Cover

pdf iconDownload PDF
 

Title Page, Copyright Page

pdf iconDownload PDF

pp. i-iv

Contents

pdf iconDownload PDF

pp. v-viii

read more

PREFACE

pdf iconDownload PDF

pp. ix-x

Theater is known to have existed on the Iberian peninsula since its first settlers and invaders arrived. Its origin and development are difficult to determine, but the cradle of Spanish theater is considered to have been in Sagunto, where the Roman ruins of a theater...

read more

INTRODUCTION

pdf iconDownload PDF

pp. 1-5

The Spanish Siglo de Oro (Golden Age)-almost two centuries of great cultural intensity-arose out of a rich historical background. A brief review of the origin and early history of the Spanish people provides a fuller understanding...

read more

CHAPTER I. The Birth and Development of Spanish National Drama

pdf iconDownload PDF

pp. 6-35

Although the Spanish verse drama - the comedia - came into existence toward the end of the sixteenth century, its origin as a great art form can be traced not only to the first part of that century, when the Spanish Renaissance influenced the direction...

read more

CHAPTER II. Lope de Vega and the Formation of the Comedia

pdf iconDownload PDF

pp. 36-81

In the last quarter of the sixteenth century two trends in Spanish theater became evident: the popular, represented by Lope de Rueda and Juan de Ia Cueva, and the classical, headed by Cristobal de Virues, Lupercio Leonardo de Argensola, and...

read more

CHAPTER III. The Proliferation of the Comedia: Lope de Vega's Contemporaries

pdf iconDownload PDF

pp. 82-133

In the time of Lope de Vega, the public's passion for the theater made possible the unusual growth of the comedia. Their deeply infused attraction for theatrical entertainment, which was supported by...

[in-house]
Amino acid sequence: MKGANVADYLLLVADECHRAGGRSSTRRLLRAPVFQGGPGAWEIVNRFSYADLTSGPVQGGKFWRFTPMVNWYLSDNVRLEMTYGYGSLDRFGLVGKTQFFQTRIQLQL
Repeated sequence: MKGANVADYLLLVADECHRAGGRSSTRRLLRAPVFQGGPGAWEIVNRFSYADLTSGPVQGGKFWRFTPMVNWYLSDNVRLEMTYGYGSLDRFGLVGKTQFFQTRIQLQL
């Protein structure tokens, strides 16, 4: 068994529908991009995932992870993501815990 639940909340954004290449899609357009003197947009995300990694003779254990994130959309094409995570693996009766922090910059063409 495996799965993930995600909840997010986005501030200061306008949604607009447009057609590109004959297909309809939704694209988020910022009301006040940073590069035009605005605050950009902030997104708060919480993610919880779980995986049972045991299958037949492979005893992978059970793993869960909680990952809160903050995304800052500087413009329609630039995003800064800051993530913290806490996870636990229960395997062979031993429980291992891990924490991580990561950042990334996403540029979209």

read more

CHAPTER IV. Calderón: The Apogee of the Comedia

pdf iconDownload PDF

pp. 134-168

After Philip III became king in 1598, Spain entered an era of theatrical brilliance in which the prolific and original output of the great Spanish playwrights attained its greatest height. Lasting for thirty-seven years, this period of Spanish...

read more

CHAPTER V. The Decline: Calderón's Contemporaries and Imitators

pdf iconDownload PDF

pp. 169-186

The new generation of playwrights who were contemporaries of Calderon de Ia Barca continued in the tradition of court drama with even more refined forms and styles. In the midst of this intensely productive and heterogeneous...

read more

CHAPTER VI. The Comedia since 1700

pdf iconDownload PDF

pp. 187-199

The political and economic decline of Spain in the seventeenth century resulted from the exhaustion of the entire nation. Worn out by the long succession of wars it had waged in many parts of the globe, the nation finally lost its collective...

NOTES

pdf iconDownload PDF

pp. 200-217

SELECTED BIBLIOGRAPHY

pdf iconDownload PDF

pp. 218-228

INDEX

pdf iconDownload PDF

pp. 229-246